A case of presumed anticoagulant induced hemorrhage into infarction is presented along with a retrospective study of 110 cases of cerebral embolus. An accurate recommendation for the timing of anticoagulation following cerebral embolism hinges on balancing the risk of hemorrhage into infarction against the benefits of early treatment attributed to preventing recurrent embolism. It is felt that the present literature, concepts of pathogenesis and experimental data provide insufficient information to make absolute clinical decisions. The available evidence implies that the risk of further embolic events is three to four times that of hemorrhage into infarction, yet additional randomized prospective studies and better experimental models are needed to establish a valid treatment plan. It may be possible to distinguish separate mechanisms underlying early diffuse hemorrhage into infarction from sudden delayed massive hematoma formation.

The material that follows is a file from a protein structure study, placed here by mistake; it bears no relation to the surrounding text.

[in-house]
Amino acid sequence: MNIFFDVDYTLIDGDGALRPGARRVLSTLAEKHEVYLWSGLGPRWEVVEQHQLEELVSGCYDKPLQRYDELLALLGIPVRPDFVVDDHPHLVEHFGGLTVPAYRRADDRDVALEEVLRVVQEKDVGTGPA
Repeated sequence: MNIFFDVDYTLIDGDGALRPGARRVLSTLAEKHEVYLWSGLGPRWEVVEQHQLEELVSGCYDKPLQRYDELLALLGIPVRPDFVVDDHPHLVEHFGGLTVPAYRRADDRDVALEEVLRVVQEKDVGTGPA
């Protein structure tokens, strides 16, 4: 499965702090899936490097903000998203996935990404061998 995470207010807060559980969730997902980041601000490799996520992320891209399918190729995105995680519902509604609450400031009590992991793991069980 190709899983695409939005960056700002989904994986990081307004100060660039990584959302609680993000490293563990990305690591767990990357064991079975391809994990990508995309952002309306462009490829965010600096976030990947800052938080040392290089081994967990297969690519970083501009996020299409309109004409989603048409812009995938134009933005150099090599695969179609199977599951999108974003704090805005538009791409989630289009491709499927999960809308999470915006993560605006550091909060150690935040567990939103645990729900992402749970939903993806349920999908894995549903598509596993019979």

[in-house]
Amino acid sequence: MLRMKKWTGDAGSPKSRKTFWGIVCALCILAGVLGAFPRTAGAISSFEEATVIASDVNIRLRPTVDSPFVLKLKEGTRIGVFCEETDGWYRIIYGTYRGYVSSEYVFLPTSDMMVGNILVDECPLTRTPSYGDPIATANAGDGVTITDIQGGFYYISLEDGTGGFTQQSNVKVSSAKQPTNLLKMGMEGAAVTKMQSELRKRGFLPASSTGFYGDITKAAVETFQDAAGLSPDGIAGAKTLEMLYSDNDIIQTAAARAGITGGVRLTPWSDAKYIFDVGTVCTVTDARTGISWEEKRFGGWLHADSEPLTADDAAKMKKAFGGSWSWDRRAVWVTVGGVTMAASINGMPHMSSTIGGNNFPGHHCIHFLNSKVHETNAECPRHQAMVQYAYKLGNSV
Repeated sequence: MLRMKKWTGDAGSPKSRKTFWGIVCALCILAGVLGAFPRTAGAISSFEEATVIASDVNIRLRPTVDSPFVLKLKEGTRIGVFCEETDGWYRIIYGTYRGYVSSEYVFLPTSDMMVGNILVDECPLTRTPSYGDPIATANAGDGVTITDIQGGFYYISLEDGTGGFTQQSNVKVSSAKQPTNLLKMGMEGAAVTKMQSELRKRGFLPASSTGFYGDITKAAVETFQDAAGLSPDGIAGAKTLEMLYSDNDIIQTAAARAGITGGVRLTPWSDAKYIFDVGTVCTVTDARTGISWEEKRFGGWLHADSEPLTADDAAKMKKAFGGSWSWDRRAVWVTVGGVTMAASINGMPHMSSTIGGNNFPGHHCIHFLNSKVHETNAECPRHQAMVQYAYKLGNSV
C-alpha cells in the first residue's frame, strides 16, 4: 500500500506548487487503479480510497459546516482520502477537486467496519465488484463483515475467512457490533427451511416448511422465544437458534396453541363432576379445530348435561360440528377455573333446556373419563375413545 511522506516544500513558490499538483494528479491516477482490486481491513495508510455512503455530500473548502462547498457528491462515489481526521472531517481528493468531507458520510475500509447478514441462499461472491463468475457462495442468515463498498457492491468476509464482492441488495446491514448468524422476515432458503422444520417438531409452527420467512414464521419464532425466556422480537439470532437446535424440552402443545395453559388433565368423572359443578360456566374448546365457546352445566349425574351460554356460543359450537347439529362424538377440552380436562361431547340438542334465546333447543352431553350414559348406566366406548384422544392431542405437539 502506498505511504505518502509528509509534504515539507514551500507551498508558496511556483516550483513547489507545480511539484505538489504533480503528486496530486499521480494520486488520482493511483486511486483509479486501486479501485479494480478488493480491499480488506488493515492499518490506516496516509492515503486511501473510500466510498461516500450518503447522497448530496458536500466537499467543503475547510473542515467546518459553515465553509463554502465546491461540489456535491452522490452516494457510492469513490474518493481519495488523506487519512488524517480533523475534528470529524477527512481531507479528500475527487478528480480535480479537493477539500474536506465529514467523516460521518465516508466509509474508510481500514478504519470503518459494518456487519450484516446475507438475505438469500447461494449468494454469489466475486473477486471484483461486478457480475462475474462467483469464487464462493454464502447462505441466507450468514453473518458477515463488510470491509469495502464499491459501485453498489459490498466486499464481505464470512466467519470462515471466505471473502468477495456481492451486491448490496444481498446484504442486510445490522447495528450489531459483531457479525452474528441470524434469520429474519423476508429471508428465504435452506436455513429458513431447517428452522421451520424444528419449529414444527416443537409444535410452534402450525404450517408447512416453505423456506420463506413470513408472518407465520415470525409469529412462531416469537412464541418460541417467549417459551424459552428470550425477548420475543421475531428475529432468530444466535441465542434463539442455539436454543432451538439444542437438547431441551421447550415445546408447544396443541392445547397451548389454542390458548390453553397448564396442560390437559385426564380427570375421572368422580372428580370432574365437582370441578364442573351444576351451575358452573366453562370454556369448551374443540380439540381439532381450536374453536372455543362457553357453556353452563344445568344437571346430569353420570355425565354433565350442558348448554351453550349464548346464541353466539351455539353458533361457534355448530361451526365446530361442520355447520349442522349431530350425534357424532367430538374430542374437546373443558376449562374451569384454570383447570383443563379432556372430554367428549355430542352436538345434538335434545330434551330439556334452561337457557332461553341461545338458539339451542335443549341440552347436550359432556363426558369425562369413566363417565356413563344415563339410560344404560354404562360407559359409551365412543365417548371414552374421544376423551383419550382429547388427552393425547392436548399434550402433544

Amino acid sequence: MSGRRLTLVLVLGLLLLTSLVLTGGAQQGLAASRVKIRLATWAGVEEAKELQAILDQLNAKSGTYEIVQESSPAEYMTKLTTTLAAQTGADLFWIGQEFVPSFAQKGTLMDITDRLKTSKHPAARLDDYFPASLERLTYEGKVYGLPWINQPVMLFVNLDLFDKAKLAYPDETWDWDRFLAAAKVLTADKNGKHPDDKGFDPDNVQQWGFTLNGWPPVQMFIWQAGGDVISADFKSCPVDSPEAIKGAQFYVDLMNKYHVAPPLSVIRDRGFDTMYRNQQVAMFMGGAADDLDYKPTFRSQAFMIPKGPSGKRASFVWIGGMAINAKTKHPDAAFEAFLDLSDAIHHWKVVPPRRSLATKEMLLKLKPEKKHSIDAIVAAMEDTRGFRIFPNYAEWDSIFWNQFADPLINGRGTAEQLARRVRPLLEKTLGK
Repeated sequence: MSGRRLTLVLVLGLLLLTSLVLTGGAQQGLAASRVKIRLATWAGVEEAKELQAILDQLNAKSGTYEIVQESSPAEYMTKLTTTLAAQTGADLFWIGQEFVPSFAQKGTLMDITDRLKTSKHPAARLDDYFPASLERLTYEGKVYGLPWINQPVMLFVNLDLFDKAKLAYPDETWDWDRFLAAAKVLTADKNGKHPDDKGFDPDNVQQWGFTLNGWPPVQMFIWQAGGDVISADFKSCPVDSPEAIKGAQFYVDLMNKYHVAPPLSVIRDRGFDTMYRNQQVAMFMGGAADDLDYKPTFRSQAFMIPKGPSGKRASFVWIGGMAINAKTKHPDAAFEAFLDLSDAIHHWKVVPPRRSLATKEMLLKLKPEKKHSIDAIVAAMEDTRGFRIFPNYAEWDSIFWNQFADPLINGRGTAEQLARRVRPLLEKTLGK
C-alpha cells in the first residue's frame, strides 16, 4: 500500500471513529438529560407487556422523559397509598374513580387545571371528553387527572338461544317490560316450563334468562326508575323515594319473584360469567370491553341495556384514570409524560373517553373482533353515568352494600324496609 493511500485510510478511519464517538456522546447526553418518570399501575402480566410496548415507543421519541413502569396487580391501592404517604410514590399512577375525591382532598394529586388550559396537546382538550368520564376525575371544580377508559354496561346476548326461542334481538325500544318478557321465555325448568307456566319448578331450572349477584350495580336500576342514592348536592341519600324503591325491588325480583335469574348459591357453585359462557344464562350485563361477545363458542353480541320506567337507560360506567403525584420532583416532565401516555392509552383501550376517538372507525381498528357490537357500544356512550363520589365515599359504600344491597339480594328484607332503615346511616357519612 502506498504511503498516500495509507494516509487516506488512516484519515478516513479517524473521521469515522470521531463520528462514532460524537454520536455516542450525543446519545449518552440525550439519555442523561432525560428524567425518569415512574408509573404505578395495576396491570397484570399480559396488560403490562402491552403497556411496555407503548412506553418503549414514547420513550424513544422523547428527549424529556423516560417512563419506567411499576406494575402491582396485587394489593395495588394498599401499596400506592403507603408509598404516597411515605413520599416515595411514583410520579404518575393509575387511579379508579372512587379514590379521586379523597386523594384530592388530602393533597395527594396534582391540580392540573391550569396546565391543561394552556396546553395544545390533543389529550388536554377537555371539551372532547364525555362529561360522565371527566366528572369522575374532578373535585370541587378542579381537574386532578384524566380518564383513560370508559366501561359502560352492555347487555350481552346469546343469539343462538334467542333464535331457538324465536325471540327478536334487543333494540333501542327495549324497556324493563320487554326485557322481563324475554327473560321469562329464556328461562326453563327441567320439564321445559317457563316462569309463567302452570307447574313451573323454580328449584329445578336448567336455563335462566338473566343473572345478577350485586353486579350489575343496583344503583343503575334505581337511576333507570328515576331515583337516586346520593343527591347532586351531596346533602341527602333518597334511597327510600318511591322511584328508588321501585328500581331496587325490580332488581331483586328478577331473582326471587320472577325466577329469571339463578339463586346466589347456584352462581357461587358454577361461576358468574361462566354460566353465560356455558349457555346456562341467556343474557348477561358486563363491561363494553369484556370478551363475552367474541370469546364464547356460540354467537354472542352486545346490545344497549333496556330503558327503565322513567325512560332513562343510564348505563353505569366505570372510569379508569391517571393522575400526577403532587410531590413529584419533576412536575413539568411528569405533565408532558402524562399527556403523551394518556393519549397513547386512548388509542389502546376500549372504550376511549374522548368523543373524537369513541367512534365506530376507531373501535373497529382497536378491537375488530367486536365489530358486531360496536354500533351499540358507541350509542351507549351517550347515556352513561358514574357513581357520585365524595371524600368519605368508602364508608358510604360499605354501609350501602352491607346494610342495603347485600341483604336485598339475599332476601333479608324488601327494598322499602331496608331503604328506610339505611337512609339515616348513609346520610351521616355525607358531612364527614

|Original language||English (US)|
|Number of pages||5|
|Journal||Canadian Journal of Neurological Sciences / Journal Canadien des Sciences Neurologiques|
|State||Published - Feb 1983|
ASJC Scopus subject areas
- Clinical Neurology